zinc, calcium, iron, copper, etc. The salts of heavy metals
such as lead, strontium, etc., are also good stabilizing
additives for vinyl polymers.
_ Example IV
A plasticized polyvinyl chloride composition was pre
pared by milling together ‘a‘polyvinyl chloride composi
‘T on tion known by the trademark “Geon 101”’and' the ester
composition produced by esterifying with n-butyl alcohol
thetically produced acids can be employed, such acids
differ in structure and properties from natural naphthenic
the additional carboxyl groups in the 323 saponi?cation
number product produced in Example II by contacting
acids, and the latter are preferred starting materials ac
n-butyl naphthenates with ozone. The esters, having
cording to the ‘mvention.
saponi?cation number of 201 and acid number of 2, 5
This application is a division of application Serial No.
were used in 40 weight percent concentration, based on
586,643, ?led May 23, 1956, now US. Patent 2,911,433,
total plasticized polymer. The esters were found to be
which claims ester compositions as disclosed herein and
fusible, by standard milling technique, with the polyvinyl
chloride to produce homogeneous plasticized composi
tions having satisfactory ?exibility, hardness, etc. Slight
process for preparing such compositions. In copeuding
application Serial No. 769,101, ?led October 23, 1958,
now US. Patent 3,004,946, vinylidene polymers plasticized
exuding of plasticizer occurred after two Weeks, but the
plasticizer was very nearly completely compatible with
Geon 101 in 40% concentration. Slightly smaller amounts
of plasticizer can be used with complete compatibility,
and complete compatibility at 40% concentration and
higher can be obtained by preparing the plasticizer from
products obtained by oxidation of the original esters to
higher saponi?cation numbers.
with ester compositions as disclosed herein are disclosed
and claimed.
The invention claimed is:
As a composition of matter, metallic drier soaps of
polycarboxylic acids, the metals of said drier soaps being
selected from the group consisting of lead, cobalt, man
ganese, zinc, calcium, iron, copper and said acids having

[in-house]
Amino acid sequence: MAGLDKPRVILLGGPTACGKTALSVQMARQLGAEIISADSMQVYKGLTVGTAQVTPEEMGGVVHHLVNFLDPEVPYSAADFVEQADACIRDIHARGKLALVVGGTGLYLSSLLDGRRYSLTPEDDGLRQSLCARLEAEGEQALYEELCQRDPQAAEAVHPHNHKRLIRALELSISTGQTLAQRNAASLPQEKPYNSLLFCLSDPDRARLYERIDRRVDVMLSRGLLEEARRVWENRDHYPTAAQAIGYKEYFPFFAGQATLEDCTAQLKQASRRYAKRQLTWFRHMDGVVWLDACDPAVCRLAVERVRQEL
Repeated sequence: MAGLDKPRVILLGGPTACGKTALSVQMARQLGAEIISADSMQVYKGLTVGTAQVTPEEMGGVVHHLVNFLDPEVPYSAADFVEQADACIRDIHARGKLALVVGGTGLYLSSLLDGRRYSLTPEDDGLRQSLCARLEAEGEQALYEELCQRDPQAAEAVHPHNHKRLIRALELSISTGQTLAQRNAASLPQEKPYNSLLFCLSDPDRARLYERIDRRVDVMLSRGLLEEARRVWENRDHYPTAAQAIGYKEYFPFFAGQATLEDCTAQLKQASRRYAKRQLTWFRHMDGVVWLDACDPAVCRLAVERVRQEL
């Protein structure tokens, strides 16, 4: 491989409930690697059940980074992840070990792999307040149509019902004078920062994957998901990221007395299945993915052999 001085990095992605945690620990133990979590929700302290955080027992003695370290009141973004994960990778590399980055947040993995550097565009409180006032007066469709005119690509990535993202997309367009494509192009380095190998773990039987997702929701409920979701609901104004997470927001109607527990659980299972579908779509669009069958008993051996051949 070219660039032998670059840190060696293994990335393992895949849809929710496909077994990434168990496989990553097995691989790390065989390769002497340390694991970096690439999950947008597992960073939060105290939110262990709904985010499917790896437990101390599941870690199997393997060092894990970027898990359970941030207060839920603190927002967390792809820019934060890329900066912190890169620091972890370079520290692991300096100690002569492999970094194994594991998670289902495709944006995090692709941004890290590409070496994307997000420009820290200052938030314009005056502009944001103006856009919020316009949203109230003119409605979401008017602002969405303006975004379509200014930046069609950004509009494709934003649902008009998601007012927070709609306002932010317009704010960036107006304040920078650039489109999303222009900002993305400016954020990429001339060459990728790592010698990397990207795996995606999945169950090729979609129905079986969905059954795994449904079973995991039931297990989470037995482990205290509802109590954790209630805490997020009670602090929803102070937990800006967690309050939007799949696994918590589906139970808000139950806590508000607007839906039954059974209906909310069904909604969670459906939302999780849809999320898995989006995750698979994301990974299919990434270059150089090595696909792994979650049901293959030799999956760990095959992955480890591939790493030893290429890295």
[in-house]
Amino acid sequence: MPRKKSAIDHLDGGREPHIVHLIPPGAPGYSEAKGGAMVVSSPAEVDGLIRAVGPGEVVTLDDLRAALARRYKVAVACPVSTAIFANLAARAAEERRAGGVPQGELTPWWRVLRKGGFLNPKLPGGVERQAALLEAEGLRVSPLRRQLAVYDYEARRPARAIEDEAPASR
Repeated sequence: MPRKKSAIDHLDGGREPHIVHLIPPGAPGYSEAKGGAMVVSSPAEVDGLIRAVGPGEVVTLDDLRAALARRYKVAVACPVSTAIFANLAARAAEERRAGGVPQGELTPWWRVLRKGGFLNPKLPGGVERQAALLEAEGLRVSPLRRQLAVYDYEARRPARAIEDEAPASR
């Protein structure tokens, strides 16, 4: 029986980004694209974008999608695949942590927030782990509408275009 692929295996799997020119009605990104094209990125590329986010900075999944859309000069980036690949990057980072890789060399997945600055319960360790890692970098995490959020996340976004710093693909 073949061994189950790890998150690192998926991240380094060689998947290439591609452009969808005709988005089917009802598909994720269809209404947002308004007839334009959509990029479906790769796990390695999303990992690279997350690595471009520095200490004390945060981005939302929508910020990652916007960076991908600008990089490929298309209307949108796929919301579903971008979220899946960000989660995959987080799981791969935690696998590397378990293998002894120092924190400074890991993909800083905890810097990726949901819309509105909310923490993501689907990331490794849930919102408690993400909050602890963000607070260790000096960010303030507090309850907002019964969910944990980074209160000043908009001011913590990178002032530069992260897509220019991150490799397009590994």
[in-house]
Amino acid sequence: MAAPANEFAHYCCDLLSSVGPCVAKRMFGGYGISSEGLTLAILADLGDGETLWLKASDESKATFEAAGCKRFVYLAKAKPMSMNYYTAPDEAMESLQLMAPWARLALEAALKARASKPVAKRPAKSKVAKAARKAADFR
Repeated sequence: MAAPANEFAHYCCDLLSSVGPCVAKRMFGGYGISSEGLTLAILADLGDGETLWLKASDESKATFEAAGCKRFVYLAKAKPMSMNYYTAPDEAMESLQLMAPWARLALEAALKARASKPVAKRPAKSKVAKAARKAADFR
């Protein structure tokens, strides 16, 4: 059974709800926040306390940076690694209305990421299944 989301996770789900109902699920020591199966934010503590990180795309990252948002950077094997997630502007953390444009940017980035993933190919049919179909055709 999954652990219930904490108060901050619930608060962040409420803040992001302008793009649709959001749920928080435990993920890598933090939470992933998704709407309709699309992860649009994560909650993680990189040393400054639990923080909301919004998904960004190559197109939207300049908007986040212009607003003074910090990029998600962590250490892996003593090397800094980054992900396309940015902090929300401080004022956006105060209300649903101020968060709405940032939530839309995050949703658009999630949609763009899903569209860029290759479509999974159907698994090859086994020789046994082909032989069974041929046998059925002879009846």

been produced by a process which comprises reacting
By way of comparison, the original n-butyl naphthe
petroleum naphthenic acid materials selected from the
nates, prior to contacting with ozone, do not produce a 20 group consisting of naphthenic acids, salts of naphthenic
homogeneous composition in 40% concentration when
acids and esters of naphthenic acids with ozone under
attempted to be fused with Geon 101.- This shows that
conditions to provide increase in saponi?cation number
the esters according to the invention are more compatible
of at least 5 mg. of KOH per gram.
with polyvinyl chloride than prior ‘art naphthenic acid
References Cited in the ?le of this patent
The naphthenic acid materials which ‘are contacted with
ozone according to the invention can be derived either
from natural naphthenic acids, which can be recovered
from petroleum without a separate oxidation step, or
from naphthenic acids produced synthetically by the par
tial oxidation of naphthene hydrocarbons in the petro
leum. Processes ‘for liquid phase partial oxidation of
petroleum fractions, such as wax or oil or mixtures of oil
Jezl ________________ __ Ian. 13, 1959
Jolly ________________ __ Nov. 3, '1959
Schmitz: Chem. Abst., vol. 8, pages 3360-1 (1914).
Lochte et al.: “Petroleum Acids and Bases,” Chemical
and Wax, in the presence of a metal naphthenate catalyst
Publishing Company, Inc., New York, N.Y., 1955, pages
for example, are well konwn in the art. Although syn 35 66-67, 149-150 and 250-255.